Where to start?
I’ve always encouraged those around me to talk openly and confide in me about their mental health; to ask someone ‘how are you today?’ and be ready to take on whatever the reply, to ask for help, to give help, and to be unashamed to say it out loud. And it is this last point that reiterates the importance of World Mental Health Day.
Now, I missed my opportunity to show my support on October the 10th because I was too busy being consumed by my own mental health problems. So I will now speak out loud:
I lost my mam. On my birthday. I had to say goodbye to my best friend, my biggest fan, my invaluable PA, my personal baker, the unbeatable hugger and the woman who taught me to live.
I am heartbroken. I am fragile. I am scared of the future. I have vomited nearly every morning. I have disorientating migraines. I have found myself zoning out for 20 minutes at a time. I cannot decide what to eat for breakfast. I struggle to get dressed. I do not choose to cry, the tears just fall out of my eyes. My hands have developed a tremor. Sometimes I struggle to breathe. I feel overwhelmed on a daily basis. I am not me.
I am not at my optimum mental health and this manifests itself in my physical health too. There is an intrinsic link between the two, that not enough people give enough importance to. My mam always said ‘your body has ways of letting you know when you are struggling or when your head is up against too much’ and it’s true.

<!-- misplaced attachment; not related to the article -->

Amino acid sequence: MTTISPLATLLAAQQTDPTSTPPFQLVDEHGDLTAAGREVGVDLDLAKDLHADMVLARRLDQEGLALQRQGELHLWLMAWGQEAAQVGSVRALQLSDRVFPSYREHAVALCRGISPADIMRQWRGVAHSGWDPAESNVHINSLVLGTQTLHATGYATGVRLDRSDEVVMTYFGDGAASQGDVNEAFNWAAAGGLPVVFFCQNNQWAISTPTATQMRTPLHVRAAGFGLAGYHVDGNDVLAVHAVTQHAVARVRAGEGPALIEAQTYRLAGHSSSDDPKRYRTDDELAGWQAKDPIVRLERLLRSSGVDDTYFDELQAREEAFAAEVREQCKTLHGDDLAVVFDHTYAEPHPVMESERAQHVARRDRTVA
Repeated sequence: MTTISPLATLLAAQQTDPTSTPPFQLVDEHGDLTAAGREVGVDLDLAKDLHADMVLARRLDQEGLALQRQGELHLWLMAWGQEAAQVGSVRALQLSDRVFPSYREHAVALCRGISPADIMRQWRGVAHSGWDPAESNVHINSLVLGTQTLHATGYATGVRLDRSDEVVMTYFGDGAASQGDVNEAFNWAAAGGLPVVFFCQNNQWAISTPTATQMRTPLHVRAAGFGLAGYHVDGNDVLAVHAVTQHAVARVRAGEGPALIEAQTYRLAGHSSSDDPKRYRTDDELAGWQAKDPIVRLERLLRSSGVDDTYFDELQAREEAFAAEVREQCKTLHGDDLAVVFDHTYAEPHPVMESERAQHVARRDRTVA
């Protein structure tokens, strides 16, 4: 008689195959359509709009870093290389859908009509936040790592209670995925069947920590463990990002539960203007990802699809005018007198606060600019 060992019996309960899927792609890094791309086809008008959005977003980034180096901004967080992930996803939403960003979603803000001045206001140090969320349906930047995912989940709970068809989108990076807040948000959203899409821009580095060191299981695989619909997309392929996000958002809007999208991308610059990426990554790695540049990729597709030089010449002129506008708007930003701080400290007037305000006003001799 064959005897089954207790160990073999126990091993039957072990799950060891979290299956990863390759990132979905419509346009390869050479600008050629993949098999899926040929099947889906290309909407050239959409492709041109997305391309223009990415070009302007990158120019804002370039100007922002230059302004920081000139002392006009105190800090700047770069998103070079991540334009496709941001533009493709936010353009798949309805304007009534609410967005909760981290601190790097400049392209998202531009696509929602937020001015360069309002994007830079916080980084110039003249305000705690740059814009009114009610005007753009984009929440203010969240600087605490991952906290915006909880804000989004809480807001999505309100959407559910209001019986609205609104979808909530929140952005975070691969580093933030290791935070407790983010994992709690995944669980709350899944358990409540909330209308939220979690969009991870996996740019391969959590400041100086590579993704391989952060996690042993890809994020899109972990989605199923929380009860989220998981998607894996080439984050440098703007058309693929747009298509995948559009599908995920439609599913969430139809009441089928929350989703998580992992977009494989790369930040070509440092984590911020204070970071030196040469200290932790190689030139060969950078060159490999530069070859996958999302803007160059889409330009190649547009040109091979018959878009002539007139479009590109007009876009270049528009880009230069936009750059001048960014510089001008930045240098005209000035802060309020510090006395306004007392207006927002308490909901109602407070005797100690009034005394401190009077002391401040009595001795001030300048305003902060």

We need to take mental health more seriously and commit ourselves to being open to talking about it. This is not as scary a thing to do as people may think. The scariest thing is to struggle and feel you have to remain silent.
I class myself as extremely lucky in some respects, that I have not had to do this. My friends and family have been their to listen, to check up on me, to give me time, to give me flowers, messages, chocolate, space. Although I feel horrific at the minute, I genuinely do not want to think where I would be if it wasn’t for the openness, compassion and generosity of those around me; there will never be enough words to express how thankful I am or a time when the admiration will stop. But there are people out there; in our community, sat with us, on the desk opposite, in the house next door who do not have this. So please for this (belated) World Mental Health Day, I urge you to look out for someone. Anyone. Ask them how they are, make them a cup of tea, send that text, still share jokes, let them know you are giving them space, be patient, sit in silence with them, hold them if they want to, let them know they can collapse, let them know you will take on the responsibility of picking them back up.
A dear friend of mine gave me a wonderful analogy. All of your friendships create a collective bouncy castle; the structure is made from all of your friends and we are forever taking turns to ‘bounce’. We jump, we fall, we get flung in different directions, we get high, we fall, we find it difficult to get back on our feet, but we are still supported by everyone. And then, when the time comes we take our place in the bouncy castle and allow another person to have their turn to ‘bounce’. We all need to take that responsibility.
Also, if you are struggling yourself – acknowledge the small wins that are actually huge victories. My sister and I congratulated each other because we had both managed to wear adult clothes!
So jump, fall, stay still, talk, listen, be quiet, get dressed or don’t – it all about managing in whatever way you can, but it’s more about managing together.